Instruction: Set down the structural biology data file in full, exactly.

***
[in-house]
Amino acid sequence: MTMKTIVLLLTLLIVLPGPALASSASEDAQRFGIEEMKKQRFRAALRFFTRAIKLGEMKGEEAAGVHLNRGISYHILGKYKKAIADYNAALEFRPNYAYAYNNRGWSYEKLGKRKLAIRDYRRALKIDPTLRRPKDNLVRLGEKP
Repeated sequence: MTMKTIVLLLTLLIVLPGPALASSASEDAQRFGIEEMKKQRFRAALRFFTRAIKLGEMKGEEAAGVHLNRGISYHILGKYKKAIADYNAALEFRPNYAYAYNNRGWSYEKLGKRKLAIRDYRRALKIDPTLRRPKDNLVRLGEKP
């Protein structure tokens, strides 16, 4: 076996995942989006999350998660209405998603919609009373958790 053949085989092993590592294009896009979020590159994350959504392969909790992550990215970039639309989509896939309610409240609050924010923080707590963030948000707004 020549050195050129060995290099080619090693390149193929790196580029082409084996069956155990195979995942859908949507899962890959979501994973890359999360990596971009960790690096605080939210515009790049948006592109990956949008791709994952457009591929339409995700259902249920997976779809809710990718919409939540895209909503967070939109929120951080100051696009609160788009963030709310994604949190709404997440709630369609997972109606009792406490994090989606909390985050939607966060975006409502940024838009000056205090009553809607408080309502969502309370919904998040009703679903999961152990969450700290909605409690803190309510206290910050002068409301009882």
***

[in-house]
Amino acid sequence: MTMKTIVLLLTLLIVLPGPALASSASEDAQRFGIEEMKKQRFRAALRFFTRAIKLGEMKGEEAAGVHLNRGISYHILGKYKKAIADYNAALEFRPNYAYAYNNRGWSYEKLGKRKLAIRDYRRALKIDPTLRRPKDNLVRLGEKP
Repeated sequence: MTMKTIVLLLTLLIVLPGPALASSASEDAQRFGIEEMKKQRFRAALRFFTRAIKLGEMKGEEAAGVHLNRGISYHILGKYKKAIADYNAALEFRPNYAYAYNNRGWSYEKLGKRKLAIRDYRRALKIDPTLRRPKDNLVRLGEKP
């Protein structure tokens, strides 16, 4: 076996995942989006999350998660209405998603919609009373958790 053949085989092993590592294009896009979020590159994350959504392969909790992550990215970039639309989509896939309610409240609050924010923080707590963030948000707004 020549050195050129060995290099080619090693390149193929790196580029082409084996069956155990195979995942859908949507899962890959979501994973890359999360990596971009960790690096605080939210515009790049948006592109990956949008791709994952457009591929339409995700259902249920997976779809809710990718919409939540895209909503967070939109929120951080100051696009609160788009963030709310994604949190709404997440709630369609997972109606009792406490994090989606909390985050939607966060975006409502940024838009000056205090009553809607408080309502969502309370919904998040009703679903999961152990969450700290909605409690803190309510206290910050002068409301009882």